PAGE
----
It’s Okay to Not Be Okay takes viewers on an emotional healing journey along with a group of three friends— Moon Gang-Tae, Moon Sang-Tae and Ko Moon Young— opening up about past traumas and mental illnesses, as well as becoming a stepping stone in destigmatizing mental health, especially among Asians.
Over the past decades, there have been many important social movements that brought us a progressing society, fighting against injustices and demanding change from people with power. The Civil Rights movement, to begin with, was led by Black Americans, demanding social justice and equal rights under federal law, and culminated with the Civil Rights Act 1964. Behind every social movement, stands an individual persevering for change. Brenda Howard, known as the “mother of Pride,” led the first-ever Pride Parade in 1970, establishing a huge milestone in fighting for LGBTQ rights. Lastly, The Women’s March (1913-), aimed to advocate for women’s rights in voting and voicing out, gender equality, abortion rights, etc, that carries great significance to female leaders of the world. […]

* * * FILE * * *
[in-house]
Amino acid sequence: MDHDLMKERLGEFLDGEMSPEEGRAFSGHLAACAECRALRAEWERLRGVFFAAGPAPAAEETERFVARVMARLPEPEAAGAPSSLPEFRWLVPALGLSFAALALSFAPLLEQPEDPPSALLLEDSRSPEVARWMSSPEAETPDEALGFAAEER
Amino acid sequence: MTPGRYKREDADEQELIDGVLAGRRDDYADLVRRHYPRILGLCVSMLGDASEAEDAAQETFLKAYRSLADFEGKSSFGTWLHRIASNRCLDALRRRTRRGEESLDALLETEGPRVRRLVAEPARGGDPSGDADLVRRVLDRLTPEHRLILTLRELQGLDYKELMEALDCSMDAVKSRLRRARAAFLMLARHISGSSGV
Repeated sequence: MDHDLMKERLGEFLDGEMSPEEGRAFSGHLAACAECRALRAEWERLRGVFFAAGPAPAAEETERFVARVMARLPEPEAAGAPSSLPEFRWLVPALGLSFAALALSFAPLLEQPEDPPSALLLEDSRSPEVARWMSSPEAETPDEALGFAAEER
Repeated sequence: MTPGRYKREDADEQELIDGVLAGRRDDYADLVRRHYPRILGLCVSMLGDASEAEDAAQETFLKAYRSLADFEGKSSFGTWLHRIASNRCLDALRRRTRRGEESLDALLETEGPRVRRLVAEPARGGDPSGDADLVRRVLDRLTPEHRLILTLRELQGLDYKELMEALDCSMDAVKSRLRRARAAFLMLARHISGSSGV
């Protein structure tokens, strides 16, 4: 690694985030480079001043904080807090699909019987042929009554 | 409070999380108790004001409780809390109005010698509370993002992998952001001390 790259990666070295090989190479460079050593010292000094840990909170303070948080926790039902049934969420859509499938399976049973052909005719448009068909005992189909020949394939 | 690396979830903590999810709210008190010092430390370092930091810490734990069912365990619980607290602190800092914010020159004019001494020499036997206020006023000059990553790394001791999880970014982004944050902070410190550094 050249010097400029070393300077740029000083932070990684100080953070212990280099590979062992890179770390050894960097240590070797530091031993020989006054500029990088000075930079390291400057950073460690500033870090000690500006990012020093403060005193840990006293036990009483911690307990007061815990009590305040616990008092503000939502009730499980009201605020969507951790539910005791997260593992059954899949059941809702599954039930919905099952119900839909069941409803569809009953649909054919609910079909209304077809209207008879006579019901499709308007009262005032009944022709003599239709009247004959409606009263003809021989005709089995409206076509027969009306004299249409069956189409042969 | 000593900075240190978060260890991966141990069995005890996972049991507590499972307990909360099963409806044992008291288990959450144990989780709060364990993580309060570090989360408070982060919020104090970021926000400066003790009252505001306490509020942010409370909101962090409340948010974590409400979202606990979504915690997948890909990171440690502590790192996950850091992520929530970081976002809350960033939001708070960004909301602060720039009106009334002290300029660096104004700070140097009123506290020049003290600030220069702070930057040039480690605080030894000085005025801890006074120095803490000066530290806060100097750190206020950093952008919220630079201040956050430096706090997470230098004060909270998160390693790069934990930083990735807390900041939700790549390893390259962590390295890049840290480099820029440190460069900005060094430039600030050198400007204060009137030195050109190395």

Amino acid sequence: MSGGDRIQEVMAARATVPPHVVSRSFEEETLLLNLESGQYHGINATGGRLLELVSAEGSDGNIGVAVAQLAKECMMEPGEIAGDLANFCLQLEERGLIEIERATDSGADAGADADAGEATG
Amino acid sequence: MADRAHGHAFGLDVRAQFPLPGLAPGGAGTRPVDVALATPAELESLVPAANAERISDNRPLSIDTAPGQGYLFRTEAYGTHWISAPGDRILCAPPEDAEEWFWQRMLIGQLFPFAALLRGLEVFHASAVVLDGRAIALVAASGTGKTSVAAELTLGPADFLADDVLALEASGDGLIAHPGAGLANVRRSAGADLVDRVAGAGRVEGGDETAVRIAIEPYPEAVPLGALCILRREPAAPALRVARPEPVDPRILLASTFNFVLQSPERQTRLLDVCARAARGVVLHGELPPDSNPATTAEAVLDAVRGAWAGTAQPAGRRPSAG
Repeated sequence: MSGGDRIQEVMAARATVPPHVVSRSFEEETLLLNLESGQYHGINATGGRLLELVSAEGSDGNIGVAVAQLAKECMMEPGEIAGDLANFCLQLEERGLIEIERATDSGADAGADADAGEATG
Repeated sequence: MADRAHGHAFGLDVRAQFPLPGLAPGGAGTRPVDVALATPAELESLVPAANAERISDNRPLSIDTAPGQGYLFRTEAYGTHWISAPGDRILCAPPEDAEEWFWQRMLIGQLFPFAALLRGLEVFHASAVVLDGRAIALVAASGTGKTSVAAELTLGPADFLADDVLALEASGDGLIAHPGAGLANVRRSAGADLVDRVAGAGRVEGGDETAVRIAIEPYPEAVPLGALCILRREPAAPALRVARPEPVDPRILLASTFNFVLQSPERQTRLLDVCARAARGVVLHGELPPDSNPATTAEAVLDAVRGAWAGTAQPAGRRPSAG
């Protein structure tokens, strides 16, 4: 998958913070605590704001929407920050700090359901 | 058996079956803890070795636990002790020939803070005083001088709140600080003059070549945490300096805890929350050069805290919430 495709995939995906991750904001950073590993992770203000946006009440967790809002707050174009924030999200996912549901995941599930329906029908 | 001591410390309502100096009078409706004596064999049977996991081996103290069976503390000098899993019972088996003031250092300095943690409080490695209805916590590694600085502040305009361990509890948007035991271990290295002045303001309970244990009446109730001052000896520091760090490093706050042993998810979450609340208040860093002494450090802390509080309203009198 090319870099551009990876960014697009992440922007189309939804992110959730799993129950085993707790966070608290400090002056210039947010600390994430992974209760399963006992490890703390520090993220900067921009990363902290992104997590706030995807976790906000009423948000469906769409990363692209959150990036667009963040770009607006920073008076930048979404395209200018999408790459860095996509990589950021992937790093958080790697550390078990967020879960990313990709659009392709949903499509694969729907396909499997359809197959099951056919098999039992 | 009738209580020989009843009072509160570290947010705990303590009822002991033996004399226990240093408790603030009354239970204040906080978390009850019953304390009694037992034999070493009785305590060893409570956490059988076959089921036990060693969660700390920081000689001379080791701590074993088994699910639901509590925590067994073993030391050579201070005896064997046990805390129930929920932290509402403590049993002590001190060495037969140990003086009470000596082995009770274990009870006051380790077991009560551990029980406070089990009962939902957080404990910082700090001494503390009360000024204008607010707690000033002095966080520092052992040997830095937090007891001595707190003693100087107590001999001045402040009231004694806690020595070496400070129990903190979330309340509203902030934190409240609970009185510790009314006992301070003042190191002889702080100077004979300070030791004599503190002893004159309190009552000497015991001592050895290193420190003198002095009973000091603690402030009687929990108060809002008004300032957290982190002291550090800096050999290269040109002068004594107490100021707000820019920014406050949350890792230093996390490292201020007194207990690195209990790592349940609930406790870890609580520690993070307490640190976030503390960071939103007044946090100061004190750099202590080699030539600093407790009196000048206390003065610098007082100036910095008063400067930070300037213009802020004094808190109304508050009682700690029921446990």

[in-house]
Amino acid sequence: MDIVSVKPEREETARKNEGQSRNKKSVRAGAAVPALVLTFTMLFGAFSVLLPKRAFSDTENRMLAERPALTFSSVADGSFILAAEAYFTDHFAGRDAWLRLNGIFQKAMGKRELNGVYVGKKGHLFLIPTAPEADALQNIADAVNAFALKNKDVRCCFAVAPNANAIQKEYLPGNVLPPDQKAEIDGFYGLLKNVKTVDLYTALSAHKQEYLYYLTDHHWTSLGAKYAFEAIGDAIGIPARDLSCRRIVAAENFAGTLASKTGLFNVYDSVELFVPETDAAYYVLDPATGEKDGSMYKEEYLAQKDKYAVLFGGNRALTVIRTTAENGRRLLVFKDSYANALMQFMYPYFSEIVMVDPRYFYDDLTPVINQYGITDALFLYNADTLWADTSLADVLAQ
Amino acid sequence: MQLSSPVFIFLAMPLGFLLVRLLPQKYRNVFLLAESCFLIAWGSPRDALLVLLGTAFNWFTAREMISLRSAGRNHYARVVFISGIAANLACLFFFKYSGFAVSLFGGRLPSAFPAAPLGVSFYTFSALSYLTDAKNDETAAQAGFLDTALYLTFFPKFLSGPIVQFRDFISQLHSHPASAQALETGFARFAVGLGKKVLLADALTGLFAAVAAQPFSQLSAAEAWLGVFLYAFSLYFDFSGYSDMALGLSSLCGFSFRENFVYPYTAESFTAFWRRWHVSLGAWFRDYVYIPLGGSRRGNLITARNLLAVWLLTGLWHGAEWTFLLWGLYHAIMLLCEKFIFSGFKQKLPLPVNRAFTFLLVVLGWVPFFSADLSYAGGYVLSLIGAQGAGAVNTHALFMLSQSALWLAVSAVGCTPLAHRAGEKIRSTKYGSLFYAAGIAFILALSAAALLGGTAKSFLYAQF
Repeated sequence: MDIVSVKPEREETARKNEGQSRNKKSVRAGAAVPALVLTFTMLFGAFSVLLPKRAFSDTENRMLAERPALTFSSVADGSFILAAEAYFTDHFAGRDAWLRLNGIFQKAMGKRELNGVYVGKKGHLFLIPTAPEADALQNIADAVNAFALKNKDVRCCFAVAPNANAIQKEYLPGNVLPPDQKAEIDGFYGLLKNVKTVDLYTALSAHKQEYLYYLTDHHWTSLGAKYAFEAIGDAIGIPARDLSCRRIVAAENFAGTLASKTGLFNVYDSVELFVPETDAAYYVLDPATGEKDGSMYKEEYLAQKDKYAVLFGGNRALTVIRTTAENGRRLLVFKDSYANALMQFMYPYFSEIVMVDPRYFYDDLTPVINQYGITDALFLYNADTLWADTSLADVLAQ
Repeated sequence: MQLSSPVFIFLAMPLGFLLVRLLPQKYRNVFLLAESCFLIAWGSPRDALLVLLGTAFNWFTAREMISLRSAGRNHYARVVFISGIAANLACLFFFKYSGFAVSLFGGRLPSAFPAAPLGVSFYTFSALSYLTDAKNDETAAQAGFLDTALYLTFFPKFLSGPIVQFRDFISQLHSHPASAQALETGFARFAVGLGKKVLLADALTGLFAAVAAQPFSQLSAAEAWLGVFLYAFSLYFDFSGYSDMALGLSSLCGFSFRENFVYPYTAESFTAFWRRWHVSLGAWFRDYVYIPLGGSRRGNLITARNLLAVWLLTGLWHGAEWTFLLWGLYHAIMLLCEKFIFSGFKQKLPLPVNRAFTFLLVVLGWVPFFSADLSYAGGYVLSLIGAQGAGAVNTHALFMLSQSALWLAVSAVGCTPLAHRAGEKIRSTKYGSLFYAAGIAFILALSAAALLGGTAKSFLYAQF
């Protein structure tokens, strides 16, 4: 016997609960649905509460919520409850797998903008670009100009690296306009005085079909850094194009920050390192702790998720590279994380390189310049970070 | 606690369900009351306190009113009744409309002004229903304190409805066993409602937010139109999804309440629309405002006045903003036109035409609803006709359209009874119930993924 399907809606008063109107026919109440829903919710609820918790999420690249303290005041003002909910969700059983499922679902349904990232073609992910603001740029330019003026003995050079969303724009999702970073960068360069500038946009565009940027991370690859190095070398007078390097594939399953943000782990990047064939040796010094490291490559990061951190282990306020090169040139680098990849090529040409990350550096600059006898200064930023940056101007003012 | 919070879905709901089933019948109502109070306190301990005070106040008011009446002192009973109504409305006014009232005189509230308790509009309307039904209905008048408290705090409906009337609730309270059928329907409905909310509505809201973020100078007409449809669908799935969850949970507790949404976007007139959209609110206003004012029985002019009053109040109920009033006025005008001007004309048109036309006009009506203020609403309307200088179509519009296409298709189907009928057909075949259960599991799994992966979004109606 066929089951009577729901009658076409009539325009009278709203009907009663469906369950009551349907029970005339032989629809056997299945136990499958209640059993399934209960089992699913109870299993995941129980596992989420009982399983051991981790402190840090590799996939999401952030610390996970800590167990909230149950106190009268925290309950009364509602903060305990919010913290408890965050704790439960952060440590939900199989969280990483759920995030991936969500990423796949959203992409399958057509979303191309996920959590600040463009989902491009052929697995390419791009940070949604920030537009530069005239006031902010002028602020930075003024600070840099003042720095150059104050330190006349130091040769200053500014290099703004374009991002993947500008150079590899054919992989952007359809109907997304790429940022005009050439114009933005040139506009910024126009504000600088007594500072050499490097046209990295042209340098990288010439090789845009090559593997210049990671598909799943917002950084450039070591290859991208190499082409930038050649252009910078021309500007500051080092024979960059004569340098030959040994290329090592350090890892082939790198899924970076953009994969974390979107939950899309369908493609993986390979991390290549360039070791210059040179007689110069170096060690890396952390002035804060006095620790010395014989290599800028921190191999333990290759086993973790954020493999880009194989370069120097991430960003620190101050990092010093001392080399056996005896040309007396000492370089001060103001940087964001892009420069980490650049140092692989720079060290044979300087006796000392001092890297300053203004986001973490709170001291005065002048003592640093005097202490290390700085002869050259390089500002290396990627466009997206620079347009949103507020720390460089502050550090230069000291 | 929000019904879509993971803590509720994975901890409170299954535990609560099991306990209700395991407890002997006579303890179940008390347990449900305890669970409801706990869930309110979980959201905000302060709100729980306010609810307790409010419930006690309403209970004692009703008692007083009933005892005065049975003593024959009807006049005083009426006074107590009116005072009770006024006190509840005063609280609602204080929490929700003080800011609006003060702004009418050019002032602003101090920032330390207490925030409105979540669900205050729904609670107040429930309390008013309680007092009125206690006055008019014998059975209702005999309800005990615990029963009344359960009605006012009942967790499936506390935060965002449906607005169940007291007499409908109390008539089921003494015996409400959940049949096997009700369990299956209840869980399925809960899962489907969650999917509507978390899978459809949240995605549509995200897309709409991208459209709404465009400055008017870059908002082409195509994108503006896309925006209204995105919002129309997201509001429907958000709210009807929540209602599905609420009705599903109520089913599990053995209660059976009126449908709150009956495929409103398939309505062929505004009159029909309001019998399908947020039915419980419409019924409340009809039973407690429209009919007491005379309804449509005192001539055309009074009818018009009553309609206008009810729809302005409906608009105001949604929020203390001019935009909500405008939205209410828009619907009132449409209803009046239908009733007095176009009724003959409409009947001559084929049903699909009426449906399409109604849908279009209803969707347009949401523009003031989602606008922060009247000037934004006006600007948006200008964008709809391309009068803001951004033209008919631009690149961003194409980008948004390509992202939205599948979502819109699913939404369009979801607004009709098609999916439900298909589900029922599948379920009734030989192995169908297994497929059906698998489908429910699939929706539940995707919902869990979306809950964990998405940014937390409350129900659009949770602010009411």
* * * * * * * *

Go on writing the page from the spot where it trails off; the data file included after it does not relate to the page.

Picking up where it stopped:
The poem “Ribbon on a Gift” tells about the harsh treatment and hardships faced by models in the modelling industry behind every perfectly photoshopped picture on the internet. It speaks up about eating disorders and how body stereotyping affects the youth to believe that there is only one way of being beautiful.